various times and various purposes depends largely upon two factors.
a) The personal managerial attributes of the individual manager and
b) The organizational environment in which decisions are made.
The information sources are important for determining information needs. The system
may require external information or the internal.
5. Alternative conceptual designs and selecting one
The development of a concept of a system is a creative process that involves
synthesizing knowledge into some particular pattern. The concept of an MIS would
consist of the major decision points, patterns of information flow, channels of information
and roles of managers and competitors. The concept is the sketch of the structures or
skeleton of the Information System, which guides and restricts the form of the detailed
design. If conceptual design is the skeleton, then detailed design is the flesh.
E.g. two teams of students are trying to do project on the tourist guide and contact
information system. One concept produced is a sketch showing a detail about the
particular places describing its culture, heritages along with the colleges. Hotels and
trade. Where as another team produces a sketch of description of colleges along with the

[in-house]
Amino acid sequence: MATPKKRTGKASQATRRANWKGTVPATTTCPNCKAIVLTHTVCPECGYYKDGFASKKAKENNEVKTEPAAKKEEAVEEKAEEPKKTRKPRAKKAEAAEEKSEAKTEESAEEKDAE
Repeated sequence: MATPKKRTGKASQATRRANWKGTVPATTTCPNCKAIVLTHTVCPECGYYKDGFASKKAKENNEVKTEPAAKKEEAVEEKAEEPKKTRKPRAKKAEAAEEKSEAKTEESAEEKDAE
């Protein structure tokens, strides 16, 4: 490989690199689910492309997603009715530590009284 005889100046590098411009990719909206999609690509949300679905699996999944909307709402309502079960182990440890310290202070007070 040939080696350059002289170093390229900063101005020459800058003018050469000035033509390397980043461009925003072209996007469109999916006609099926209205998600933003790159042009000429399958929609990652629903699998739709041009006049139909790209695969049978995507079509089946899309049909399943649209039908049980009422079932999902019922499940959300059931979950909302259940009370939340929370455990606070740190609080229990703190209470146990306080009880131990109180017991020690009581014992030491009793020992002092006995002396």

description of faculty and the fee structures on various needs.
It is obvious that each alternative concept of a system has advantages and
disadvantages. Sometimes one concept will dominate all others by major criteria.
6. Document the best design
Sufficient information has been accumulated to begin a more detailed description of the
system concept. This description includes essentially a flowchart or other documentation
of the flow of information through the system, the inputs and the outputs.
The manager should be involved to the extent that the system provides the information
required, the designer is concerned with the nature of the materials and equipment as

well as with technical processing considerations.